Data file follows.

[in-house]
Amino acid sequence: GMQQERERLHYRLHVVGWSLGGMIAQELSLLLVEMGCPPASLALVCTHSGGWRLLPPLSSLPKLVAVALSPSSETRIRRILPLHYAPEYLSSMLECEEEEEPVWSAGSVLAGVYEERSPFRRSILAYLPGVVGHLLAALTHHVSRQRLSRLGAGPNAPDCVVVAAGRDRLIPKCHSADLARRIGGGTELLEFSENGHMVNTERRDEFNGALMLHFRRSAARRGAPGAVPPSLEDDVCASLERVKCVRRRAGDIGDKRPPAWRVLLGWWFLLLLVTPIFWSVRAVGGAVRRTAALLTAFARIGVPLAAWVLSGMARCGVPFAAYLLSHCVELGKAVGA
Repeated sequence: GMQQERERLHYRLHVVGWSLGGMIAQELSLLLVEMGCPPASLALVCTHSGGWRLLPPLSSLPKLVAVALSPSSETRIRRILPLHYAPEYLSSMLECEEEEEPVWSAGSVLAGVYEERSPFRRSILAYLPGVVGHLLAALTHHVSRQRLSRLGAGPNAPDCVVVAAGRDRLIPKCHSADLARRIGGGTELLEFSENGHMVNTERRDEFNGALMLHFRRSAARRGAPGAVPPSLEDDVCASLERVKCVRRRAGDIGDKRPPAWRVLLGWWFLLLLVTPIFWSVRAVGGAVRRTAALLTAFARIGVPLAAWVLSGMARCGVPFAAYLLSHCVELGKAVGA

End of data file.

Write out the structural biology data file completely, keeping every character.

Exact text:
[in-house]
Amino acid sequence: GMQQERERLHYRLHVVGWSLGGMIAQELSLLLVEMGCPPASLALVCTHSGGWRLLPPLSSLPKLVAVALSPSSETRIRRILPLHYAPEYLSSMLECEEEEEPVWSAGSVLAGVYEERSPFRRSILAYLPGVVGHLLAALTHHVSRQRLSRLGAGPNAPDCVVVAAGRDRLIPKCHSADLARRIGGGTELLEFSENGHMVNTERRDEFNGALMLHFRRSAARRGAPGAVPPSLEDDVCASLERVKCVRRRAGDIGDKRPPAWRVLLGWWFLLLLVTPIFWSVRAVGGAVRRTAALLTAFARIGVPLAAWVLSGMARCGVPFAAYLLSHCVELGKAVGA
Repeated sequence: GMQQERERLHYRLHVVGWSLGGMIAQELSLLLVEMGCPPASLALVCTHSGGWRLLPPLSSLPKLVAVALSPSSETRIRRILPLHYAPEYLSSMLECEEEEEPVWSAGSVLAGVYEERSPFRRSILAYLPGVVGHLLAALTHHVSRQRLSRLGAGPNAPDCVVVAAGRDRLIPKCHSADLARRIGGGTELLEFSENGHMVNTERRDEFNGALMLHFRRSAARRGAPGAVPPSLEDDVCASLERVKCVRRRAGDIGDKRPPAWRVLLGWWFLLLLVTPIFWSVRAVGGAVRRTAALLTAFARIGVPLAAWVLSGMARCGVPFAAYLLSHCVELGKAVGA